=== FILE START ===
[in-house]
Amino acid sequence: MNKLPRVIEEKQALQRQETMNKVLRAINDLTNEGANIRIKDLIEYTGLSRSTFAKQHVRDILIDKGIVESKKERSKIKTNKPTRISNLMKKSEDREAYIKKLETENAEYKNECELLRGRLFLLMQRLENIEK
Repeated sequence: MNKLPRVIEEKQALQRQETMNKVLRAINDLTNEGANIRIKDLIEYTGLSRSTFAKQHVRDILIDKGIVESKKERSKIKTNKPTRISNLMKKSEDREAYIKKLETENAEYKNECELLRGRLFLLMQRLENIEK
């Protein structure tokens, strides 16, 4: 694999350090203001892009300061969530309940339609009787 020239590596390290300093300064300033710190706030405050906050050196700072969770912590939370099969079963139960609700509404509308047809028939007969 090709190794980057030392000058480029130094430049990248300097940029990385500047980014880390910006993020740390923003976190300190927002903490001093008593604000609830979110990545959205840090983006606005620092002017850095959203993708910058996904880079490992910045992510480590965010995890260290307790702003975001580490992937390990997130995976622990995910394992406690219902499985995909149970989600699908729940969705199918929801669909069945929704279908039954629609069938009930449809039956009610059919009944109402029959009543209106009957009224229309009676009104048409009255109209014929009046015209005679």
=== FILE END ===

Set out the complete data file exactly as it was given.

[in-house]
Amino acid sequence: MNKLPRVIEEKQALQRQETMNKVLRAINDLTNEGANIRIKDLIEYTGLSRSTFAKQHVRDILIDKGIVESKKERSKIKTNKPTRISNLMKKSEDREAYIKKLETENAEYKNECELLRGRLFLLMQRLENIEK
Repeated sequence: MNKLPRVIEEKQALQRQETMNKVLRAINDLTNEGANIRIKDLIEYTGLSRSTFAKQHVRDILIDKGIVESKKERSKIKTNKPTRISNLMKKSEDREAYIKKLETENAEYKNECELLRGRLFLLMQRLENIEK
């Protein structure tokens, strides 16, 4: 694999350090203001892009300061969530309940339609009787 020239590596390290300093300064300033710190706030405050906050050196700072969770912590939370099969079963139960609700509404509308047809028939007969 090709190794980057030392000058480029130094430049990248300097940029990385500047980014880390910006993020740390923003976190300190927002903490001093008593604000609830979110990545959205840090983006606005620092002017850095959203993708910058996904880079490992910045992510480590965010995890260290307790702003975001580490992937390990997130995976622990995910394992406690219902499985995909149970989600699908729940969705199918929801669909069945929704279908039954629609069938009930449809039956009610059919009944109402029959009543209106009957009224229309009676009104048409009255109209014929009046015209005679």